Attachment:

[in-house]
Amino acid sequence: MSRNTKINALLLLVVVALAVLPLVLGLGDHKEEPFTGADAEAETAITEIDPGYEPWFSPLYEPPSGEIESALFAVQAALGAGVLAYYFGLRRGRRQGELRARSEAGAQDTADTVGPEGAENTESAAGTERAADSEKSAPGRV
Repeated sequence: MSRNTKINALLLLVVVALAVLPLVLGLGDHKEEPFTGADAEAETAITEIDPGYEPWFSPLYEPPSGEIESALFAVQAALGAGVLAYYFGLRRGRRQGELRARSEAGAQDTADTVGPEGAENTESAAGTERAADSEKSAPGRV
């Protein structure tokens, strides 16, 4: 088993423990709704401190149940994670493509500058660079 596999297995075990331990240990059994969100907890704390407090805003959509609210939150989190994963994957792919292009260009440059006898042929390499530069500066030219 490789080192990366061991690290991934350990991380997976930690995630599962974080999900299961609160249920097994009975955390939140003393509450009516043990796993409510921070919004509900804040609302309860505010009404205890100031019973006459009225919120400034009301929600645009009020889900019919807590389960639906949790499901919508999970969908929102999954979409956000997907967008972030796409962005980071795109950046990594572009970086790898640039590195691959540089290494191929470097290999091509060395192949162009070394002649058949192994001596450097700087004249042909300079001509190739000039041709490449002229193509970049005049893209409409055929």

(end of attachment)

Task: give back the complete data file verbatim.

[in-house]
Amino acid sequence: MSRNTKINALLLLVVVALAVLPLVLGLGDHKEEPFTGADAEAETAITEIDPGYEPWFSPLYEPPSGEIESALFAVQAALGAGVLAYYFGLRRGRRQGELRARSEAGAQDTADTVGPEGAENTESAAGTERAADSEKSAPGRV
Repeated sequence: MSRNTKINALLLLVVVALAVLPLVLGLGDHKEEPFTGADAEAETAITEIDPGYEPWFSPLYEPPSGEIESALFAVQAALGAGVLAYYFGLRRGRRQGELRARSEAGAQDTADTVGPEGAENTESAAGTERAADSEKSAPGRV
């Protein structure tokens, strides 16, 4: 088993423990709704401190149940994670493509500058660079 596999297995075990331990240990059994969100907890704390407090805003959509609210939150989190994963994957792919292009260009440059006898042929390499530069500066030219 490789080192990366061991690290991934350990991380997976930690995630599962974080999900299961609160249920097994009975955390939140003393509450009516043990796993409510921070919004509900804040609302309860505010009404205890100031019973006459009225919120400034009301929600645009009020889900019919807590389960639906949790499901919508999970969908929102999954979409956000997907967008972030796409962005980071795109950046990594572009970086790898640039590195691959540089290494191929470097290999091509060395192949162009070394002649058949192994001596450097700087004249042909300079001509190739000039041709490449002229193509970049005049893209409409055929």